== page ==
Investigation of TNF-α and IL-4 in Pfizer/BioNTech vaccinated people: A comparative study

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Mayyadah Rafeeq
Majid S. Jabir


Covid-19, Pfizer/BioNTech, IL-4, TNF-α


Background: The necessity for a vaccine to prevent this disease has been made abundantly clear by the appearance of the new SARS-CoV-2 and COVID-19. The most reliable method of halting the spread of infectious illnesses is vaccination. Since they were first made available to the general public more than 200 years ago, vaccines have saved millions of lives.
Methods: There were eighty-one (81) participants in total in the study. Individuals ranged in age from 18 to 66 and had recently received COVID-19 mRNA Pfizer/BioNTech [BNT162b2] vaccination injections. They were given two injections of the vaccine of 30 g and 0.3 mL, twenty-one (21) days apart. Before the first vaccination, blood samples were collected. This procedure was repeated on days 7-10 after the first vaccination, and on days 7-10 after the second dose. All samples were tested for IL-4, and TNF-α using a High Sensitivity Human ELISA Kit corresponding to each marker (Elabscience/United State).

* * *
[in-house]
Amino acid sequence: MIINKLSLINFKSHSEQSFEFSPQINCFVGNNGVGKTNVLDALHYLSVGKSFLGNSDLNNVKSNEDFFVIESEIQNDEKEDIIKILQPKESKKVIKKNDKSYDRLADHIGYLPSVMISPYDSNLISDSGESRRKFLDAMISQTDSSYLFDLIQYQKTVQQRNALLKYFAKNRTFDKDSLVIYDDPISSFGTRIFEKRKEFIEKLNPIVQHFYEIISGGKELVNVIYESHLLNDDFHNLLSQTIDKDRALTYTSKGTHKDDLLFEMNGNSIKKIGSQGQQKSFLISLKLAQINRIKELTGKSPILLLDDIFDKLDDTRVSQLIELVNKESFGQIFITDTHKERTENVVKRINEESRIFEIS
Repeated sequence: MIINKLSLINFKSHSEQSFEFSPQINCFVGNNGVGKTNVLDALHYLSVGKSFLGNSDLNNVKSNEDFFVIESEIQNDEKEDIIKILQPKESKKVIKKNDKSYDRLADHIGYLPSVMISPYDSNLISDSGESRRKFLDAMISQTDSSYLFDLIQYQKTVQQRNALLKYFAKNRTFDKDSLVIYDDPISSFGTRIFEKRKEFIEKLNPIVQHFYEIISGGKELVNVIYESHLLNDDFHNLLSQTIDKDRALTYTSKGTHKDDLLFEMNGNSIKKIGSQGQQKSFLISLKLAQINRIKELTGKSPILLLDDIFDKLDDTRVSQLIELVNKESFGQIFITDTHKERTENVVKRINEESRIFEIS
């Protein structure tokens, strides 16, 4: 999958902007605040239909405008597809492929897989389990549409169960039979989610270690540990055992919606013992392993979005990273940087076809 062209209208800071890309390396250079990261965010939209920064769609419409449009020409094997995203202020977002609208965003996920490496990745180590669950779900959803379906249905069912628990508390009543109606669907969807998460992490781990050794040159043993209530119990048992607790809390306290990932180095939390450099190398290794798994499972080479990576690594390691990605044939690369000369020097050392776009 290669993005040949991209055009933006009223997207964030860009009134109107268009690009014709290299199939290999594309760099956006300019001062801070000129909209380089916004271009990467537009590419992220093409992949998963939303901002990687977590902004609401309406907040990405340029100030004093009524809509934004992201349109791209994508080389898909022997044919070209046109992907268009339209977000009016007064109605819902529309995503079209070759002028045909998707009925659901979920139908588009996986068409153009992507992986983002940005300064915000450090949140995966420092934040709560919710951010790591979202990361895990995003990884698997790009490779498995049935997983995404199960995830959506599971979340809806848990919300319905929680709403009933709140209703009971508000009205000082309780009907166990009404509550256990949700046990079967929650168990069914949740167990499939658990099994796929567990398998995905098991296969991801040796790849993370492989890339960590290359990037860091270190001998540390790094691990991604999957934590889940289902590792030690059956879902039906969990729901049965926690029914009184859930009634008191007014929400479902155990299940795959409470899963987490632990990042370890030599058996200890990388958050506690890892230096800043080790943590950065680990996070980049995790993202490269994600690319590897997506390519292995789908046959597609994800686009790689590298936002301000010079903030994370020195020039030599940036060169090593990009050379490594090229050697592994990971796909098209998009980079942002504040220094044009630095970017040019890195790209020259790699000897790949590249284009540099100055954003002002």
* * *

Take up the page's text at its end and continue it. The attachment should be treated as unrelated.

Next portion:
Results: There was no significant increase in IL-4 levels in all groups, TNF-α results showed increased after the first and second doses compared to before vaccination, and the increase after the second dose is greater than the first dose.
Conclusions: Our research demonstrated that vaccinations caused Th1 biases and prevented Th2 responses in all groups.

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